In the last act of Arthur Schnitzler's "Undiscovered Country," an amoral husband is asked why he has just fought an essentially pointless duel and killed an inconsequential rival. It was not out of honor or vengeance or even a respect for old forms. Why then?
"Obviously," he says, fumbling for an answer that is not there, "because I felt like it."
He is not alone. In a play that is both prickly with cynicism and generous with compassion, Schnitzler is dissecting a whole society--Vienna in 1911--that can come up with no better explanation for the way it trifles with love and morality. Human behavior is a country without maps. Motivations are too entwined, too deeply buried, too mocking to submit to rational analysis. As one of Schnitzler's wiser characters observes, "We try to bring order into our lives as best we can, but that very order has something unnatural about it. The natural condition is chaos."
At Arena Stage, which revived the 71-year-old Austrian drama last night, the chaos is sad, sometimes silly, and ultimately curiously gripping. Schnitzler's elegant characters skitter along the surface of life, devoting their days to dalliance and tennis, but the night is falling rapidly. The trivial acts accumulate and the thoughtless remarks multiply. Then all of a sudden the brutal consequences come home to roost and no one quite knows why. Superficial people have acquired the moving resonance of the bewildered.
Not surprisingly, Sigmund Freud, one of Schnitzler's contemporaries and a fellow believer in the dark tangle of the soul, greatly admired the playwright's work. So does Tom Stoppard, the British dramatist who is responsible for the alert adaptation that Arena is using. In his own plays, Stoppard often examined that mischievousness of language, as if words had a life of their own, and delighted perversely in leading the speaker far afield. That, as it turns out, is not too far removed from Schnitzler's concern: man's unflagging capacity to delude himself in love and boredom.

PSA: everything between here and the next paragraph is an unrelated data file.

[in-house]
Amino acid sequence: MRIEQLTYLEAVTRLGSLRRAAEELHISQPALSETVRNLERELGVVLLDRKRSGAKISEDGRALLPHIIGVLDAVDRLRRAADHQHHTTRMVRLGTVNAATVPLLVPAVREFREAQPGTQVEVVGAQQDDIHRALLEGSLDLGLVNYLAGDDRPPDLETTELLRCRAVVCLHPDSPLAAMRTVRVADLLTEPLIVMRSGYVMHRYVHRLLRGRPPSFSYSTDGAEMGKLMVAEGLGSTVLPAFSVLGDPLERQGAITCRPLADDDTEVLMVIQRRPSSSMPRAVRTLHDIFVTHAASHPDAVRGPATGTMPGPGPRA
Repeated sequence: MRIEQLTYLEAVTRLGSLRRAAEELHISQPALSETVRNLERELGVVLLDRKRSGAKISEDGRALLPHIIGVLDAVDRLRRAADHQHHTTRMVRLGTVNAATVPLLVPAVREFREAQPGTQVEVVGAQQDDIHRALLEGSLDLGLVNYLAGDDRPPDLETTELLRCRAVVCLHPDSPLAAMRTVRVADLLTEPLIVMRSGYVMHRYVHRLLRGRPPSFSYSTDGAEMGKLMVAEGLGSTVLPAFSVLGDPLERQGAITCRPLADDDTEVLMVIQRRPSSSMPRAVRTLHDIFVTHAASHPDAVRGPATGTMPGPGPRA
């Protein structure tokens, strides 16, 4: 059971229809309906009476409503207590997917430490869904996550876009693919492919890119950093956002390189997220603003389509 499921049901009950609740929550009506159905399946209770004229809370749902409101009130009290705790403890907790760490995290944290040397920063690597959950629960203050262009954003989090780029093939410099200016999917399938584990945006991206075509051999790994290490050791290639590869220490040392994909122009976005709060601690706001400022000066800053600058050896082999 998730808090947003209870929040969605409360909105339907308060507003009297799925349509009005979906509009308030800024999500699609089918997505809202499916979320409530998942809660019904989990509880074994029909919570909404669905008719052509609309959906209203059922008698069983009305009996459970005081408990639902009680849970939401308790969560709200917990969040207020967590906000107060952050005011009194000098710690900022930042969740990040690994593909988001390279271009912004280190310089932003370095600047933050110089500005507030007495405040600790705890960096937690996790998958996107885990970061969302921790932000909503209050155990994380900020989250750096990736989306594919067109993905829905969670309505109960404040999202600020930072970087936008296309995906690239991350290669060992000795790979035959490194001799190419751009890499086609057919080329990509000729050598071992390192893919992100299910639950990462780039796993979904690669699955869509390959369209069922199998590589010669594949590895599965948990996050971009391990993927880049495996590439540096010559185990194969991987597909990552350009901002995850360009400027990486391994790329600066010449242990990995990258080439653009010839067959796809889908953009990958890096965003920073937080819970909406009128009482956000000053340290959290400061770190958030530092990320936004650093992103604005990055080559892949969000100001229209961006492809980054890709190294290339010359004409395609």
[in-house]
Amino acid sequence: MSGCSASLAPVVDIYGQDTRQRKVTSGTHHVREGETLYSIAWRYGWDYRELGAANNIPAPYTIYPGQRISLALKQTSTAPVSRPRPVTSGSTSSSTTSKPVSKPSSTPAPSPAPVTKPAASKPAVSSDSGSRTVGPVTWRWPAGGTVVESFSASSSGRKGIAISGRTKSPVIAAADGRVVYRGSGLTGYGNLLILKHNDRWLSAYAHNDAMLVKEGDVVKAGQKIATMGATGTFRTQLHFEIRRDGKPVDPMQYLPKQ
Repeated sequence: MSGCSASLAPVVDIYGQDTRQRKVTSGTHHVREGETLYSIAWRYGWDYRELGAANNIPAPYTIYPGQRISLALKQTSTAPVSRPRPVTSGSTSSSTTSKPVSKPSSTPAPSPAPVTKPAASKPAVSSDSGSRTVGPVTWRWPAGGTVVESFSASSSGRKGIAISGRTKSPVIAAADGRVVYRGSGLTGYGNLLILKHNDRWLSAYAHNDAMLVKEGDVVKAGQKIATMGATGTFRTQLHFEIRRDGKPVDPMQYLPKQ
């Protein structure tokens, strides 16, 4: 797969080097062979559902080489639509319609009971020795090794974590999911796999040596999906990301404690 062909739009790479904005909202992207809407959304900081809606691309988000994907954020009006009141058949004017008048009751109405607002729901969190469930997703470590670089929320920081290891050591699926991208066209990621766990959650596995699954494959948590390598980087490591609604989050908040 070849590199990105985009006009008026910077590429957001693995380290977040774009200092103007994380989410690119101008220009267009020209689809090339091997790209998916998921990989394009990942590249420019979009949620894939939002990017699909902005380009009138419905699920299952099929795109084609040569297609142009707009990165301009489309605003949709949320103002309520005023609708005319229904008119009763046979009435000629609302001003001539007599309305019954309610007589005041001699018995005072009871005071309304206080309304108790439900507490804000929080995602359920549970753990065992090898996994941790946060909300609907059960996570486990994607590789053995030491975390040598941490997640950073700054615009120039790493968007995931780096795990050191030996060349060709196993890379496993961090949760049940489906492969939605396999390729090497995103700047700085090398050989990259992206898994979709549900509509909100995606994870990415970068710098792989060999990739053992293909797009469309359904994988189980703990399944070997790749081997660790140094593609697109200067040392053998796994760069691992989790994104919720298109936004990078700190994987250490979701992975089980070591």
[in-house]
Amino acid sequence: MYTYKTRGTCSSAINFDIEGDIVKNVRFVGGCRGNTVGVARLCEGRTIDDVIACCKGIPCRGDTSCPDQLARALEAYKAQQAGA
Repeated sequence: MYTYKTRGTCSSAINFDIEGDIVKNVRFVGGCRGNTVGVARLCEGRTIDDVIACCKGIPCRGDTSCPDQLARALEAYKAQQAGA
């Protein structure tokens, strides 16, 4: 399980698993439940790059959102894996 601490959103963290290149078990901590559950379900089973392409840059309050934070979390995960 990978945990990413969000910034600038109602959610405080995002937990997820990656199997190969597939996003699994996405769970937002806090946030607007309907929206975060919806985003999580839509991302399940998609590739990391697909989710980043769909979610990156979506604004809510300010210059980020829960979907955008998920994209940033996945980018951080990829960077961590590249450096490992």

"Undiscovered Country" is precisely the kind of play for which Arena has always shown a special affinity--a sweeping social panorama (the cast numbers 28), essentially realistic in detail, but brushed with a poetic melancholy. Set in the garden of a country villa, then in a posh mountain hotel, and finally a parlor, it is focused on two world-weary characters: Friedrich Hofreiter (Richard Bauer), a prosperous manufacturer of incandescent light bulbs, and his gracious wife (Barbara Andres), whose handsome exterior reflects her concern with appearances in general.
Unknowingly, she may have contributed to the suicide of a pianist before the play begins ("an artistic tantrum" is how one of Schnitzler's social moths dismisses that death). Knowingly, he retaliates by courting a strawberry-fresh neighbor (Julie Osburn). The ball is back in the wife's court; she drifts into an affair with a headstrong naval lieutenant (Robert Westenberg). Like little waves in a warm pond, the casual immorality ripples outward to embrace friends and acquaintances. No one is evil, but only a socially maladroit doctor (Stanley Anderson) has the spine to resist.
Garland Wright has directed the drift of affairs with confident leisure and grace, never forcing these glib characters into harsh drama before their time. Except for a momentary dip, when the action moves, mid-play, to the mountaintop, Arena's production gathers density in subtle and fascinating ways, so that the audience is enfolded by drama almost without knowing it.
Bauer's richly satisfying performance moves back and forth over a wide arc, delineated on one end by the snorts of laughter he invariably tries to quash with his hand, on the other by a quiet knot of anguish that stills his exuberant features. Andres, a woman of imposing beauty, deftly suggests all the turbulence in the wife's soul by resisting it with as much dignity as she can muster. Westenberg, Anderson, Osburn and Charles Janz, flibbertigibbet at the tea party, are equally strong presences in what appears to be less a cast of actors than an actual swatch of the social fabric at large.
To no one's especial concern, that fabric is slowly coming apart in "Undiscovered Country." Then it is too late. Wright stages the final act in a harsh shaft of light that seems to be spilling into the parlor through an open doorway. Two high-backed chairs are the only furniture. As the characters grapple with the fruits of their actions, they cast fleeting shadows on one another's faces. It's an arresting turnabout for a play that started out in the dapple of summer sunshine.
UNDISCOVERED COUNTRY, By Arthur Schnitzler. Adapted by Tom Stoppard. Directed by Garland Wright; sets, Adrianne Lobel; costumes, Marjorie Slaiman; lighting, Arden Fingerhut. With Richard Bauer, Barbara Andres, Julie Osburn, Robert Westenberg, Stanley Anderson, Charles Jansz, Halo Wines, Mark Hammer, John Madden Towey. At Arena Stage through April 18.